Hey there, time traveller!
This article was published 23/5/2014 (711 days ago), so information in it may no longer be current.
OK, the grass is cut, the garden ready to plant and all your spring chores are complete and your home is ready for summer to officially arrive. But what about your workplace? Have you taken time to "spring clean" at work?
Frankly, most people don't do this at all unless they are engaged in a planned move. As a result, clutter continues to grow, operational processes become routine, systems and policies become outdated and sometimes no one notices products and/or services are in decline.
Unfortunately for organizations, particularly those without a designated human-resource professional, failing to keep up with changes and failing to conduct "spring cleaning" on an annual basis may cause significant problems. This is particularly true in the case of breaches of labour legislation and discrimination based on human rights.
While many complaints to our human-rights commission are informally resolved, those that go forward to adjudication and decision might well be shrinking from the unwelcome Internet public-relations profile. For instance, I'm sure the Brandon City Police are quite red-faced over the April 2014 award to a Canadian veteran who they removed from a public location because of his service dog.
While this example is high-profile, I can guarantee you there are many risks lurking in your organization simply because someone has not been assigned to keep your policies and practices up to date or have not trained their managers on new legislation. In some cases, an issue isn't identified or dealt with until someone notices a rather high level of staff turnover or a general increase in employee complaints.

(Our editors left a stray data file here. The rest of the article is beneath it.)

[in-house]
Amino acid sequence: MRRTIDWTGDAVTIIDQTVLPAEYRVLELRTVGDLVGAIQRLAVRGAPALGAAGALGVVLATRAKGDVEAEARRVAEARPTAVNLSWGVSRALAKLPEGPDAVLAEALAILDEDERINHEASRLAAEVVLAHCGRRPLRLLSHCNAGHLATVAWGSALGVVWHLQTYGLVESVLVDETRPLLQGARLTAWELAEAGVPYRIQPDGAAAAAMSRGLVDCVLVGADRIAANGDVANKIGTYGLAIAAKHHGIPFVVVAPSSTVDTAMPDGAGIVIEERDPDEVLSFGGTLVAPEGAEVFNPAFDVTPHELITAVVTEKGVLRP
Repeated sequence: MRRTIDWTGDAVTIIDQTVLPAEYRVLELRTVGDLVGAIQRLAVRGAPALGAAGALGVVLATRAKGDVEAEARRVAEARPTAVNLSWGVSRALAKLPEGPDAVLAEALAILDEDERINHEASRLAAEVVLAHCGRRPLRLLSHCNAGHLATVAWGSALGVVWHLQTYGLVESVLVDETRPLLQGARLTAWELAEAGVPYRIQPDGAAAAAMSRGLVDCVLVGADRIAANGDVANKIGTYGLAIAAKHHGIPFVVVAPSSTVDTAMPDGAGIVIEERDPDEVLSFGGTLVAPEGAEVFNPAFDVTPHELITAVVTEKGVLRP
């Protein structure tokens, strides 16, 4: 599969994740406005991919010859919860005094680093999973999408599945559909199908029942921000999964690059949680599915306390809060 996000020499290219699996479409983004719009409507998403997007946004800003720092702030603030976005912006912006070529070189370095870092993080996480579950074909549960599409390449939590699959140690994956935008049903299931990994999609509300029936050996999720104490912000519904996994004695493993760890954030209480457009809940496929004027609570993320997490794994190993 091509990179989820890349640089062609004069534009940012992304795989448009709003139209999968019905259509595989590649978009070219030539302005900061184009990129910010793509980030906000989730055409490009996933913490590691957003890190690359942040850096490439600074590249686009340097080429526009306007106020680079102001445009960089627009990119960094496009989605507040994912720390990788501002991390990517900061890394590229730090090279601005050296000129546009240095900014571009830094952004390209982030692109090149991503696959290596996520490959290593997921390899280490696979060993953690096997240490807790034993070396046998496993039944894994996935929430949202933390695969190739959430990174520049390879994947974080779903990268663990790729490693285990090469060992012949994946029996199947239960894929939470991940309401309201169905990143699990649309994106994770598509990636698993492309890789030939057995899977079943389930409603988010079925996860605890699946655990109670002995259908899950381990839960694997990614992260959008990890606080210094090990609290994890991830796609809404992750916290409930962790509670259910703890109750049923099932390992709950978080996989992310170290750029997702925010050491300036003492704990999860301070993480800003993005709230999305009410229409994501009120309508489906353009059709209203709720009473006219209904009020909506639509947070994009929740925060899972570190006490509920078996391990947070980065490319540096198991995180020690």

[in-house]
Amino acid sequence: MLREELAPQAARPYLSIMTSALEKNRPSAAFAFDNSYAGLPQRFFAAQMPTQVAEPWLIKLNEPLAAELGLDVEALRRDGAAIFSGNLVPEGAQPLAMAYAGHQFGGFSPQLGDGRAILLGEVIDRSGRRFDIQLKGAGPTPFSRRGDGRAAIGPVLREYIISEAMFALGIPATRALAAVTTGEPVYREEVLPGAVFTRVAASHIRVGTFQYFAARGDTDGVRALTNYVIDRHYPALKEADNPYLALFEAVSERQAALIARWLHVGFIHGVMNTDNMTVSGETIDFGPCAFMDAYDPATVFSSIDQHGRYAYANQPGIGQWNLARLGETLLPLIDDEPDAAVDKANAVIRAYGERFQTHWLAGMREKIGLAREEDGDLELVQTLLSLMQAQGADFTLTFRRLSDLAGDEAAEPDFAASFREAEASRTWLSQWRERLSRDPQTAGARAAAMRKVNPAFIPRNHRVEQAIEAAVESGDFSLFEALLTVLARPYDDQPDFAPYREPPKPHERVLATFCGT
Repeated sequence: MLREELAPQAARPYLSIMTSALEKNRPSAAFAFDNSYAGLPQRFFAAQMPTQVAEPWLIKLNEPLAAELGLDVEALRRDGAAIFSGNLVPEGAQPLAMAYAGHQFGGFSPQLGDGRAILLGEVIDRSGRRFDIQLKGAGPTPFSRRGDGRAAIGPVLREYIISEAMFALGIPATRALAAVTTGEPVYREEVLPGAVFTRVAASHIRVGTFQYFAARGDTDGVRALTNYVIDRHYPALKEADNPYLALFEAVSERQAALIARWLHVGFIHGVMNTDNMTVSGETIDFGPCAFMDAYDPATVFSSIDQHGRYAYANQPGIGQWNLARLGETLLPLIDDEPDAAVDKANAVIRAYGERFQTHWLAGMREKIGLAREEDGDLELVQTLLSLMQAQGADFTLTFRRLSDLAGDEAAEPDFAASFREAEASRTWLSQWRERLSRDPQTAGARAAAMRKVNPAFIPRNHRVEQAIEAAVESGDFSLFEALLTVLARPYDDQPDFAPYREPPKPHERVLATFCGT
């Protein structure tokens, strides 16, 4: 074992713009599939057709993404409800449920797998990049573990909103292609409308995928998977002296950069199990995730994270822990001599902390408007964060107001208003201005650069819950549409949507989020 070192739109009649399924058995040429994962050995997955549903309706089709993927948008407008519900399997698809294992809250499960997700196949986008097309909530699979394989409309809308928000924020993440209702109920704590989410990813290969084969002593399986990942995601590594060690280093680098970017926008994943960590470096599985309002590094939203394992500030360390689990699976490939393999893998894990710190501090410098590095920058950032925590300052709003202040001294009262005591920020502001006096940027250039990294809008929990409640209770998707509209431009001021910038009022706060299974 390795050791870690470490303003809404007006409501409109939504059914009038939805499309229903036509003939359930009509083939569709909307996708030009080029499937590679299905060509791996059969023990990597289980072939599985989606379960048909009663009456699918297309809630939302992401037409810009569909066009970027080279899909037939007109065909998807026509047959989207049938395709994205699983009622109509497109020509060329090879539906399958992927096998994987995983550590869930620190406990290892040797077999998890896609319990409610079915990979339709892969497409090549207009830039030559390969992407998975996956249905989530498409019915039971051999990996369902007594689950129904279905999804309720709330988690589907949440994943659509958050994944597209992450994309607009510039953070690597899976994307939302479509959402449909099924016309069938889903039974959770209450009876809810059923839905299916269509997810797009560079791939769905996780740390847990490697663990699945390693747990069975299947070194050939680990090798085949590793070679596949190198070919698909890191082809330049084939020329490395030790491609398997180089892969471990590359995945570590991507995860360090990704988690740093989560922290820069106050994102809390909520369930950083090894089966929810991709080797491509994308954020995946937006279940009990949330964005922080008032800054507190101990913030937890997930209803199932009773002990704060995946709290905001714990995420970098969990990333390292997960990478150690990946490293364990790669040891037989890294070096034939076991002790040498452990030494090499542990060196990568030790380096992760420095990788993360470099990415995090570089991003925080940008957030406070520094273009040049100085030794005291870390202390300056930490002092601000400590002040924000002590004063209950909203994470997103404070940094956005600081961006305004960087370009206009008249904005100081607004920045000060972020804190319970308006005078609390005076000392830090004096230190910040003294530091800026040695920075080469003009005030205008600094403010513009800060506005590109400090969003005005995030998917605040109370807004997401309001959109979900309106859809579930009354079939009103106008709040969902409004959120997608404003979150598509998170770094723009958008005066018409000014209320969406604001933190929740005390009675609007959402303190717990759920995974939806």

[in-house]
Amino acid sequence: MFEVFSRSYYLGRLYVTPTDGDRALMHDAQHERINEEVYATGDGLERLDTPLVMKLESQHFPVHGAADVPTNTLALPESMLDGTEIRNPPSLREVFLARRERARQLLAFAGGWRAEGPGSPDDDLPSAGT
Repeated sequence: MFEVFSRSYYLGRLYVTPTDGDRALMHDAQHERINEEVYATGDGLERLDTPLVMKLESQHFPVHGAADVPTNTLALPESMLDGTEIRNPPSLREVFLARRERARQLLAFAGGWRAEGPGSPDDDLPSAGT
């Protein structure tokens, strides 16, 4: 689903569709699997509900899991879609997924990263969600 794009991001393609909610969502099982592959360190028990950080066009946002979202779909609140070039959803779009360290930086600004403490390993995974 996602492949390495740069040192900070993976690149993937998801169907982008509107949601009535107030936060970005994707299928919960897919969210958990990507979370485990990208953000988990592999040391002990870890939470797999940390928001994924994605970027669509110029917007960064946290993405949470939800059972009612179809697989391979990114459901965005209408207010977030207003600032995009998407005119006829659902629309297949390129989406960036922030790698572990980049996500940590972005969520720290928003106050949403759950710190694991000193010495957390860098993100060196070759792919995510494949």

So what challenges are common and where should you start? The following areas have been popping up in my consulting practice:
-- Compensation and benefits -- While larger organizations with HR staff can keep in touch with compensation trends, smaller and mid-sized companies are often uninformed about changes in the marketplace. At the same time, your employees are checking the Internet and comparing salaries, many times essentially comparing apples and oranges but nonetheless, when they see discrepancies, they become discontented and will push for a raise. Making your judgments on how little you can pay a new incumbent is not the way to be reading the pulse of the market compensation rates. It is best to consult with published salary surveys and/or conduct one of your own.
-- Internal compensation mismatch -- Many small-business owners and organizations alike do not have a compensation framework they consistently apply every time they hire a new person and/or give an employee a raise. This results in many internal salary discrepancies. In other words, one person in a similar job could be paid more than another doing the same work. There may also be whole groups of employees who are underpaid or overpaid for their work. There is no consistency. If this is the case, it is time for a compensation review.
-- Job descriptions -- While some people believe using job descriptions is an outdated practice, employees want to know what their responsibilities are. In addition, over time, employees engage in "job creep." In other words, they often abandon some of their job tasks, leaving them undone for long periods of time and instead, they do what they like to do. If managers are not on top of this issue, they may find an employee isn't doing anything they're supposed to do! Take time to examine your job descriptions to ensure they are up to date and that people are doing what you want them to do 100 per cent of the time.